Description: The Kwakwaka'wakw materials in the ACLS collection are located predominantly in the "Kwakiutl" section of the finding aid, which contains a full listing of all materials (other relevant sections are "Northwest Coast", "Bella Bella (Heitsuk)", and item AfBnd.4 in "Non-American and non-linguistic material"). Some of the larger individual sets of materials listed within this section also have their own specific tables of contents (available upon request) detailing their often highly diverse contents. Overall, the vast majority of the material is made of of 1) manuscripts sent to Boas by George Hunt from the 1890s to the 1930s, frequently in both Kwak'wala and English, covering a very broad range of Kwakwaka'wakw history, culture, languages, customs, and traditions; and 2) field work materials recorded by Boas and Boas' own analyses of material sent by Hunt, covering a similar range of topics. Additional materials by other individuals focus especially on linguistic and ethnographic matters. Also see the guide entry "Kwakiutl materials, Franz Boas Papers" for information on the correspondence between Boas and Hunt, which gives additional context to the materials in the ACLS collection.
Collection: ACLS Collection (American Council of Learned Societies Committee on Native American Languages, American Philosophical Society) (Mss.497.3.B63c)

Ahousaht | Cheklesahht | Ehattesaht | Hesquiaht | Hupacasath | Huu-ay-aht | Kyuquot | Mowachaht | Muchalaht | Nuu-chah-nulth | Tla-o-qui-aht | Toquaht | Tseshaht | Uchucklesaht | Ucluelet | Pentlatch | K'ómoks
Alternate forms: Aht, Clayoquot, Nootka, Nutka, Ohiaht, Opetchesaht, Tahkaht
Language(s): English | Nuu-chah-nulth
Date: 1895-1952 (bulk 1910-1914, 1931-1935)
Extent: 5600+ loose pages, 66,000+ slips, 29 notebooks
Description: The Nuu-chah-nulth materials in the ACLS collection consist of a large body of various materials primarily collected by Franz Boas, Edward Sapir, George Hunt, and Morris Swadesh. The majority of the content pertains to Hupacasath and Tseshaht people in the Alberni Valley area, with the exception of the Hunt materials, which were recorded in the Yuquot area, Mowachaht territory. All of these materials are found in the "Nootka" section of the finding aid, which contains a full, detailed listing. The Boas materials consist of a lexicon of 1500+ word slips dating from the 1890s (item W2a.3). Hunt's "Nootka Tales" (item W2a.5) consist of large body of traditional stories written in English and later typed up by Sapir with additional notes. Sapir's materials comprise the bulk of this section overall. See especially his extremely voluminous "Miscellaneous Nootka material" (item W2a.18), the final item in the "Nootka" section, for which a detailed table of contents is available upon request. This set of materials includes 24 field notebooks with extensive stories (some unpublished or untranslated) and ethnographic notes, as well of 80 folders of typed up notes from the notebooks, arranged into categories. It also includes some photographs, censuses of Nuu-chah-nulth "bands" (1920-1921), and 10 folders notes derived by Sapir (and Swadesh?) from "NW Coast Sources and Archives," pertaining to the region more broadly, including information on Coast Salish culture and history. Finally, Swadesh's materials in this section include some additional ethnographic and linguistic field work, as well as extensive bodies of linguistic analysis of materials recorded by Sapir and himself. Brief passages on Comox and Pentlatch in Sapir's notes in loose folders. Detailed guide available upon request.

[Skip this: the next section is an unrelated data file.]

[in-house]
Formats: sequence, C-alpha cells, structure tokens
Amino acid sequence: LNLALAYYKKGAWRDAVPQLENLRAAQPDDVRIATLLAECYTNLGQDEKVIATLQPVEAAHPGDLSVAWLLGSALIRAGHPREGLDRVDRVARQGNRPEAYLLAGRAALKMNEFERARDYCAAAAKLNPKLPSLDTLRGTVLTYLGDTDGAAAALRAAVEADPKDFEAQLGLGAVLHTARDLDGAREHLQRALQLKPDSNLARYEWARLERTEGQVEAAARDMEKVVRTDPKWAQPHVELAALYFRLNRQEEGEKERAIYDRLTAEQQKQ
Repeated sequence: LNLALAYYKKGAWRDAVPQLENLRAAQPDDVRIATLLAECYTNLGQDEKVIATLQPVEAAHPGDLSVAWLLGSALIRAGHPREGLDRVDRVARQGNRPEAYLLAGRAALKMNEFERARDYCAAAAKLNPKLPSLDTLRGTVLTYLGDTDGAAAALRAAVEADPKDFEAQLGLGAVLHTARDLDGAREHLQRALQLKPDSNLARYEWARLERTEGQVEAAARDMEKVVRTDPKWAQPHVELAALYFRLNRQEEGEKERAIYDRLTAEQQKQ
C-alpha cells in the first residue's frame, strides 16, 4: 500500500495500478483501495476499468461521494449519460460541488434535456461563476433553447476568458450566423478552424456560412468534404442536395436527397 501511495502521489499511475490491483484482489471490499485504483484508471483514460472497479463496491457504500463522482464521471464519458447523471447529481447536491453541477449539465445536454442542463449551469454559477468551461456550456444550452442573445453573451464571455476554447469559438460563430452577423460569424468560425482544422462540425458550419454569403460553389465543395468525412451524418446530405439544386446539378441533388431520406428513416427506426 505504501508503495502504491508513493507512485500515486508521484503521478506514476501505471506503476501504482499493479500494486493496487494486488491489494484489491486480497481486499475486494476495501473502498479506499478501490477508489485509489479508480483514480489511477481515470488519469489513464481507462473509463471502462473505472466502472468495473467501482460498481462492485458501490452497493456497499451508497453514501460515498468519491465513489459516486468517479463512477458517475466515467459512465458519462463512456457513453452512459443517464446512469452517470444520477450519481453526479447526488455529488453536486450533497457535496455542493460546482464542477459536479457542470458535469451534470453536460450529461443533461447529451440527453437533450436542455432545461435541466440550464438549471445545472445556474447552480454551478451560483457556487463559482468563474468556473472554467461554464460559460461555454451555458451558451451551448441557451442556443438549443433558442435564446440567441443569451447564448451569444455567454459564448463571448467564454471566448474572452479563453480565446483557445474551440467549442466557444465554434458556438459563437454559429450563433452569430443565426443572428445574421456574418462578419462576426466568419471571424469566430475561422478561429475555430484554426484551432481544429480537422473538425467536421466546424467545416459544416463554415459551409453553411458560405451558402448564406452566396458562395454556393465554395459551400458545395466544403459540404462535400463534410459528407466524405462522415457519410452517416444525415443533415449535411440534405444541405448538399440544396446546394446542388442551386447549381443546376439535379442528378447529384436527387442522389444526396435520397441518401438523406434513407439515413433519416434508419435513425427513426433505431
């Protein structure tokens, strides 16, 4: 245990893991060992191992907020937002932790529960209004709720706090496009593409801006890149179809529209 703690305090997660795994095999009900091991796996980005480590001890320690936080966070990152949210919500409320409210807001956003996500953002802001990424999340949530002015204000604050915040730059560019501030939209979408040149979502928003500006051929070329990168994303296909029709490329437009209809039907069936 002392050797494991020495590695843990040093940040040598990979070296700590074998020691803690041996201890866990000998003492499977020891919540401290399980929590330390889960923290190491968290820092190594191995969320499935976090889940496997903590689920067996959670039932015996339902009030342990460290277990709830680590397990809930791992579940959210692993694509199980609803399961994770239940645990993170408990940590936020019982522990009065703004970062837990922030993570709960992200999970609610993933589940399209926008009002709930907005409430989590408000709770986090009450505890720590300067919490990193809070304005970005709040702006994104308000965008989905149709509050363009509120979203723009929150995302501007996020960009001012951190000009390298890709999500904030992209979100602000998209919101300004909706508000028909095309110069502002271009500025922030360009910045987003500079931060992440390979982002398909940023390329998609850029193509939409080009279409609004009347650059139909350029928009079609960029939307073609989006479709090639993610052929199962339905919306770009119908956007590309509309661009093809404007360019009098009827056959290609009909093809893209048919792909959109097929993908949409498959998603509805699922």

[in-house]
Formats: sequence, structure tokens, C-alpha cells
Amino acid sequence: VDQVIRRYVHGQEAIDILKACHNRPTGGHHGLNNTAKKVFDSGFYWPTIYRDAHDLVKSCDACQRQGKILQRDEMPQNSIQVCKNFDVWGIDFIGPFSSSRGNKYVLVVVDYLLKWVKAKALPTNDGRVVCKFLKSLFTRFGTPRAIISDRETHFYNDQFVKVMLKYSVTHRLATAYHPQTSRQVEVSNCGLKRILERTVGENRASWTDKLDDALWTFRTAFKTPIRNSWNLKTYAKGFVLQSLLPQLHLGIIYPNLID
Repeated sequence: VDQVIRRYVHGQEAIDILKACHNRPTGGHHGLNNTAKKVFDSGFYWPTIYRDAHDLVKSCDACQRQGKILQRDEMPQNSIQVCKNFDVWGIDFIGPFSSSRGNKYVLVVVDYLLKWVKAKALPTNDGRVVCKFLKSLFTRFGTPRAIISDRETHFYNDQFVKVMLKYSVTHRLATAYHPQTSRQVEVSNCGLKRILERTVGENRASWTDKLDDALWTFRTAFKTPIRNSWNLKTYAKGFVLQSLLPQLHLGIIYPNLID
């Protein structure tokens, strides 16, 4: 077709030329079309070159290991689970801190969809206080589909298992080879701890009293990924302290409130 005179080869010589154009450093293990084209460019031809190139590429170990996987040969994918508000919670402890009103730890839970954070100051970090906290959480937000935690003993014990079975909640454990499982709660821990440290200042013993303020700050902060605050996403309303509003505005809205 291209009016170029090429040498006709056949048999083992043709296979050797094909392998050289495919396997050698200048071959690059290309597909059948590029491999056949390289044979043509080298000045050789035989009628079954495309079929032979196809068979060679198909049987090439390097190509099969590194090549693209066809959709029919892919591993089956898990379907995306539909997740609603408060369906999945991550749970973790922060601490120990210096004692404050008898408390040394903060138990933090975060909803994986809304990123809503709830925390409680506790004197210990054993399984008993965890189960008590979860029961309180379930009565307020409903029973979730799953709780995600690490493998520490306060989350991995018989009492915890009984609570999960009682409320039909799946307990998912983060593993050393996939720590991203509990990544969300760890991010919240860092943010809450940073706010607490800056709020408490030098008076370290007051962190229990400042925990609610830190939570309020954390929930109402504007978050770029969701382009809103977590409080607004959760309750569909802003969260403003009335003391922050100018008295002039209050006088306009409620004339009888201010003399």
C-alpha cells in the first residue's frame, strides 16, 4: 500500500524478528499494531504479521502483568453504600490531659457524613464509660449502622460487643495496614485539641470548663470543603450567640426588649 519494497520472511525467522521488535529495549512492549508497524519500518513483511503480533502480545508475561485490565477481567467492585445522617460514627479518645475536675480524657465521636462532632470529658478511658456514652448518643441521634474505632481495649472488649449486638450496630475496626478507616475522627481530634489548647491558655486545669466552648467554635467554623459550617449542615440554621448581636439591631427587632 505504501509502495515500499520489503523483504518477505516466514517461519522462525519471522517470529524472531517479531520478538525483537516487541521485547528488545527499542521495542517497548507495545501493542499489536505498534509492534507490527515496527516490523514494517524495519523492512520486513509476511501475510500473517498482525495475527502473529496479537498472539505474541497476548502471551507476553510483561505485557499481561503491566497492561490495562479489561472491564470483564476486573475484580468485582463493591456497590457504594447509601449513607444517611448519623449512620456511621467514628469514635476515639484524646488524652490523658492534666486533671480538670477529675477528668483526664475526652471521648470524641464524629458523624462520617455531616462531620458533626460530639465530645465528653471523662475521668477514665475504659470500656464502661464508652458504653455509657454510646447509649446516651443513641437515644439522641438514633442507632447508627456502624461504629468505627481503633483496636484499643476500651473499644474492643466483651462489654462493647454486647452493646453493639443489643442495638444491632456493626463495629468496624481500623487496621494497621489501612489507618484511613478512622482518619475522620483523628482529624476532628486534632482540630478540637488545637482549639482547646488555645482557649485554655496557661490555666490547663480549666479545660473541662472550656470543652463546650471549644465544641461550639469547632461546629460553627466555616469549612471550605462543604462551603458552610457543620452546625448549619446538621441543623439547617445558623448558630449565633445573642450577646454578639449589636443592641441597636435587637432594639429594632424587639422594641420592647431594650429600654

Collection: ACLS Collection (American Council of Learned Societies Committee on Native American Languages, American Philosophical Society) (Mss.497.3.B63c)